Langole, however, still has to oversee certain changes at the IPSS. In 2015, the National Council for Higher Education sent out a circular regarding accreditation of PhD programmes. The IPSS lacks the necessary facilities. “When we started, the circular had not come. You could mount any PhD by research and make sure you [were given] good supervisors to take the students through, but when we were already on the programme the issue of accreditation came in,” he tells me. The IPSS runs two masters programmes: Master of Arts in Conflict Transformation Studies and Master of Arts in Governance and Ethics. The PhD programme awaiting accreditation is PhD in Peace and Security Studies. The university now requires of the institute to start a bachelors programme; Bachelor of International Relations and Security Studies are already in advanced stages.

Experiencing Uganda and Denmark

As we wind up our conversation, I ask Langole about his study life in Denmark in comparison with Uganda.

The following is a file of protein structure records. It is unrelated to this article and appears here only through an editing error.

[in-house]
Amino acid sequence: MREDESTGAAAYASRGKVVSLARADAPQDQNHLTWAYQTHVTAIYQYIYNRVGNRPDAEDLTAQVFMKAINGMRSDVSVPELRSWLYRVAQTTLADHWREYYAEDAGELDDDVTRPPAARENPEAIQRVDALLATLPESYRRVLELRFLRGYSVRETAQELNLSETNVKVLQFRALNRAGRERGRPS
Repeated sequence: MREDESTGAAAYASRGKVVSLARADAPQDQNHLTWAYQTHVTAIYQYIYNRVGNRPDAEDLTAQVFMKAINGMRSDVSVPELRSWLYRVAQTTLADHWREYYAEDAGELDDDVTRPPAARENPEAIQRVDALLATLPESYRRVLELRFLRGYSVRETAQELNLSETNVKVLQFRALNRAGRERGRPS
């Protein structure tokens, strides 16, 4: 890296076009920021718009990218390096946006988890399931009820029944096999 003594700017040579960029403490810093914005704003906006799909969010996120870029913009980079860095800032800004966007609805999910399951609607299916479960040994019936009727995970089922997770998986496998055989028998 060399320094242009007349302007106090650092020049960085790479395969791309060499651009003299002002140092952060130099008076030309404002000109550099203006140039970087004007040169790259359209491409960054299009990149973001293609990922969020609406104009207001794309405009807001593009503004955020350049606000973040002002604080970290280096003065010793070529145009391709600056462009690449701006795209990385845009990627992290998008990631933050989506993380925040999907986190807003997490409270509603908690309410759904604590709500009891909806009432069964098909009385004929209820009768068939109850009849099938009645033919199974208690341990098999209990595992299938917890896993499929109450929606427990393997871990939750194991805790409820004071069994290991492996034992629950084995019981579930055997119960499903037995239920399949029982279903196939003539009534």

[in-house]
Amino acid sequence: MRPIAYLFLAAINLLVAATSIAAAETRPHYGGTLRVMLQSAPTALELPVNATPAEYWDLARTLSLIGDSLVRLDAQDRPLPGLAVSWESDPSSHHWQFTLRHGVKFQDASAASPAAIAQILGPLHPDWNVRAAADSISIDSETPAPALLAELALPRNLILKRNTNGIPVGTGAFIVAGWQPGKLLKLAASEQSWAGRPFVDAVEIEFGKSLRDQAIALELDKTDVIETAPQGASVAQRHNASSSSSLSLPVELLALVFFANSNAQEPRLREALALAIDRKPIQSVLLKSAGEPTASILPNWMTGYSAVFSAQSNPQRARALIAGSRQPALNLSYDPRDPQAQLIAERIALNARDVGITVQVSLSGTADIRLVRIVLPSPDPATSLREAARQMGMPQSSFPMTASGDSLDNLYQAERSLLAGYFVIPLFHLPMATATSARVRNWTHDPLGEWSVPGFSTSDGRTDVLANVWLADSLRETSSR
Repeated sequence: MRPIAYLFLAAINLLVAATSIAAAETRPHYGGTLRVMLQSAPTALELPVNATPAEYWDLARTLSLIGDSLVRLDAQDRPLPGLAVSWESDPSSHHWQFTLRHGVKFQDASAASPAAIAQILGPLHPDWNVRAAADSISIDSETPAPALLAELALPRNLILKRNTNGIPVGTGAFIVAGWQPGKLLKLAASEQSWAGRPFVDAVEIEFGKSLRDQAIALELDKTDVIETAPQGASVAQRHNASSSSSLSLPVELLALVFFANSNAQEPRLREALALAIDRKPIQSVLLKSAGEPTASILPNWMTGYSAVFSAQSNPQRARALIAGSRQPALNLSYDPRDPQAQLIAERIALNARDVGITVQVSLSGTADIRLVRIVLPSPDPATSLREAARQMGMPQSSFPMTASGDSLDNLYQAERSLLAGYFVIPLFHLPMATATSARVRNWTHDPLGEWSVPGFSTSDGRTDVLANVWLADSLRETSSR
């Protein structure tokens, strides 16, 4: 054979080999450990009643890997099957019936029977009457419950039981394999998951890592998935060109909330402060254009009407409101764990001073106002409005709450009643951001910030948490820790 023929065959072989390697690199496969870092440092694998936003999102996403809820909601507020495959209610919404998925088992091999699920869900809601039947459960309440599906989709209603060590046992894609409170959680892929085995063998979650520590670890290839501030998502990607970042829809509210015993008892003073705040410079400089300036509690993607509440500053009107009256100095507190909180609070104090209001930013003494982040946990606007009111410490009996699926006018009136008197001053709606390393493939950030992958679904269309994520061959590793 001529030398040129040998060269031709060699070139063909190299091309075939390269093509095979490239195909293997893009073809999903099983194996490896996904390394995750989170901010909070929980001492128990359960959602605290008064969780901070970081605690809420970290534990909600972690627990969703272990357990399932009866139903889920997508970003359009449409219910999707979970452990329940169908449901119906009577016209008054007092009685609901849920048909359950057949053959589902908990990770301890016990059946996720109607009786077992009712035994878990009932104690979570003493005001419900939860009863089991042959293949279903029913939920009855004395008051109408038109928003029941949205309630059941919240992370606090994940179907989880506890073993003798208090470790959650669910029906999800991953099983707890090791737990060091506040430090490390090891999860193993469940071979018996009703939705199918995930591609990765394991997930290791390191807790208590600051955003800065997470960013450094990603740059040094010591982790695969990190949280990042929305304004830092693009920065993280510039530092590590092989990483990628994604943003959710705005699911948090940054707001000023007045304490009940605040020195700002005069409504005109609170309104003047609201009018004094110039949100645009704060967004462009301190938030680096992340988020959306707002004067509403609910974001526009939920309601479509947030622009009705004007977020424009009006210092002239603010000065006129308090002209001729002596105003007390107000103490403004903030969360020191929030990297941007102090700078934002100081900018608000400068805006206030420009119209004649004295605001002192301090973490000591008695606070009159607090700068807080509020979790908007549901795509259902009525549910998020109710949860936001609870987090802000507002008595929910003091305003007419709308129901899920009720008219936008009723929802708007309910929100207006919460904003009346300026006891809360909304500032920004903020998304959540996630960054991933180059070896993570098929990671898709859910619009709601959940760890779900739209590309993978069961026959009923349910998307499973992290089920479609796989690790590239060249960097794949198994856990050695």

“The Danes are friendly and forthcoming. If you need anything they rush and give it to you; they are [ready] at hand. Of course at the end of the day it is just about work. Everyone is focussed. Here [In Uganda] things are more relaxed. The culture is very different. There [In Denmark] you are given a big office, facilities, [and] you keep on interfacing with your supervisor. Where business is concerned, Denmark is far ahead, you can’t compare to our situation,” he tells me. “Here the kind of bureaucracy you go through can be frustrating. There everything is programmed. Maybe we lack the experience.”

Langole says he learnt a lot about work culture from the Danes but finds it difficult to practice this knowledge in his local environment. “Our context is different. Here you have to attend to relatives, parties, funerals, you are obliged. So we end up not being focused. But there you can even say ‘I am busy’ and no one will take offence’,” he says.

Recommendations for the cooperation

The IPSS lacks infrastructure capacities and resources, which is one of the main reasons its PhD programme is yet to be accredited. The university has financial challenges, as well. Langole suggests that in the future, such support is included in the cooperation. “We need to work hard and get these things accredited. If some of these project [funders] could also get to know our problems and say, ‘this is where we need to support in order for our project[s] to succeed’, then they would also be helpful”, Langole states.